Canada’s privacy watchdog, Jennifer Stoddart, is no slouch when it comes to aggressively enforcing her mandate – providing the strongest possible privacy protection for Canadians, in an era of constantly evolving risks to privacy.
Stoddart has successfully taken on Google, Facebook, and a multitude of transgressors intent on violating Canada’s federal privacy law – the Personal Information and Electronic Documents Act.
As part of her annual report, released yesterday, Stoddard outlined what she described as a “long-standing problem” – Staples Business Depot’s failure to fully wipe customers’ personal data – including government-issued identification numbers, financial statements, employment histories, medical information, e-mail messages, personal correspondence and photographs – from computers, laptops, USB Hard Drives, and memory cards, prior to resale. A stunning violation of the Personal Information and Electronic Documents Act.
But why be polite? Rather than a just a violation of the privacy act – what we’re really talking about is; a negligently stupid lack of consideration for the privacy of the people who pay the bills – the customer.
Stoddart’s common sense position: If you (Staples) can’t remove all customer data from a device, then don’t sell it.
In a rather pathetic response, Staples Business Depot tried to weasel out of the blowback from what is clearly an embarrassing and perhaps legally challenging (although, this remains to be seen) situation, by describing the data wipe process as ineffective. Theoretically technically true – but, disingenuous nevertheless.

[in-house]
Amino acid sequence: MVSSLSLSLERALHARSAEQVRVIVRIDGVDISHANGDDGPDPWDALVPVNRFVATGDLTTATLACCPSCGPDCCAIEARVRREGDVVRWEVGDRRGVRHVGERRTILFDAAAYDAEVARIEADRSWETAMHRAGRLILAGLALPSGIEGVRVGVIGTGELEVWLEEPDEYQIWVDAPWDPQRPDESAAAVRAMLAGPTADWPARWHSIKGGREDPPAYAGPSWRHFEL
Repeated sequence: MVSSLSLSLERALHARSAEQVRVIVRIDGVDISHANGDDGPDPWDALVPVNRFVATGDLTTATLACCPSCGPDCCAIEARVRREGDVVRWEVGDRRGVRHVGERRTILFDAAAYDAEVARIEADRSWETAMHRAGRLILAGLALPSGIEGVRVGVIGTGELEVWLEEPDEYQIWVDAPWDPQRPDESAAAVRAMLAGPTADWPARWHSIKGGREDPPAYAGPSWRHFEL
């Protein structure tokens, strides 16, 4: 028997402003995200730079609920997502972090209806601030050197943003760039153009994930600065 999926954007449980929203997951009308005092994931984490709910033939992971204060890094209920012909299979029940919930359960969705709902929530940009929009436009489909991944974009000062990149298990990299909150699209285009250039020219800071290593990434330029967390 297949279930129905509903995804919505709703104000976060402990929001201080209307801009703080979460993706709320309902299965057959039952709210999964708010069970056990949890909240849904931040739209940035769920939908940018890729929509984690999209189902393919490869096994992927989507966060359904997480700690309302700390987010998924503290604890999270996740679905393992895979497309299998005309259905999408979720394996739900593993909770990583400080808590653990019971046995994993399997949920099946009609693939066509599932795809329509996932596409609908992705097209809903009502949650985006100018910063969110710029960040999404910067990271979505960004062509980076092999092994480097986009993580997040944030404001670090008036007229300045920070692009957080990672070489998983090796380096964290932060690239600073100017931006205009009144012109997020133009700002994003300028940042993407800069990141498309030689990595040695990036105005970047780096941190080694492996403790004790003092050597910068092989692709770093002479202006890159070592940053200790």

Short of melting down a Hard Drive’s platter/s, there is always a risk (theoretically), that deleted/overwritten data can be recovered. But, an average user is not up against James Bond, the CIA, the FBI, or a computer forensic specialist running an application such as OSForensics – which I have reviewed here.
Some practical advice:
If you are ever in a position where you find it necessary to return a storage device for a refund or replacement, do not trust that the merchant will apply proper security precautions. Instead, run a reliable utility designed to erase and overwrite data on the storage device.
To learn how to do this using the freeware application File Shredder 2 – read the companion piece to this article – Delete Data Permanently With Free Free File Shredder 2 – which I posted immediately following this article.
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